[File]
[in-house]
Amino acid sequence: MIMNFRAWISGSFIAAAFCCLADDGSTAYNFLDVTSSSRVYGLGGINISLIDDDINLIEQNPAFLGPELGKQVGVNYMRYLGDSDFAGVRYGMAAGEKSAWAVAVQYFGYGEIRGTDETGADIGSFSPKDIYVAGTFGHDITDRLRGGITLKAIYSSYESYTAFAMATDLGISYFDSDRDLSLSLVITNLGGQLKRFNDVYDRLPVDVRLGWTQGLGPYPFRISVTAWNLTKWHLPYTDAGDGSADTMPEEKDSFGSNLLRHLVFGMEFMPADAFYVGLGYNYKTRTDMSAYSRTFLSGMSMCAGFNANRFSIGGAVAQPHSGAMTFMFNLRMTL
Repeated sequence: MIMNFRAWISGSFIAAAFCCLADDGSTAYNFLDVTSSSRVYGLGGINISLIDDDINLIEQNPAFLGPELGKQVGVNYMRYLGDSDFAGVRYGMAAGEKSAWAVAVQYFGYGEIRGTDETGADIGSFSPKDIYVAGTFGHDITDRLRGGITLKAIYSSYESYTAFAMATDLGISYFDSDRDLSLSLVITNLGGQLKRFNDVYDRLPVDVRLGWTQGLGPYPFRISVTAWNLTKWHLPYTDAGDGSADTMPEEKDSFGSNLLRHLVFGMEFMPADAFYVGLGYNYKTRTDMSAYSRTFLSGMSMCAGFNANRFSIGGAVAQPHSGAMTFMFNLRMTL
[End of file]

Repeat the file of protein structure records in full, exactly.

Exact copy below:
[in-house]
Amino acid sequence: MIMNFRAWISGSFIAAAFCCLADDGSTAYNFLDVTSSSRVYGLGGINISLIDDDINLIEQNPAFLGPELGKQVGVNYMRYLGDSDFAGVRYGMAAGEKSAWAVAVQYFGYGEIRGTDETGADIGSFSPKDIYVAGTFGHDITDRLRGGITLKAIYSSYESYTAFAMATDLGISYFDSDRDLSLSLVITNLGGQLKRFNDVYDRLPVDVRLGWTQGLGPYPFRISVTAWNLTKWHLPYTDAGDGSADTMPEEKDSFGSNLLRHLVFGMEFMPADAFYVGLGYNYKTRTDMSAYSRTFLSGMSMCAGFNANRFSIGGAVAQPHSGAMTFMFNLRMTL
Repeated sequence: MIMNFRAWISGSFIAAAFCCLADDGSTAYNFLDVTSSSRVYGLGGINISLIDDDINLIEQNPAFLGPELGKQVGVNYMRYLGDSDFAGVRYGMAAGEKSAWAVAVQYFGYGEIRGTDETGADIGSFSPKDIYVAGTFGHDITDRLRGGITLKAIYSSYESYTAFAMATDLGISYFDSDRDLSLSLVITNLGGQLKRFNDVYDRLPVDVRLGWTQGLGPYPFRISVTAWNLTKWHLPYTDAGDGSADTMPEEKDSFGSNLLRHLVFGMEFMPADAFYVGLGYNYKTRTDMSAYSRTFLSGMSMCAGFNANRFSIGGAVAQPHSGAMTFMFNLRMTL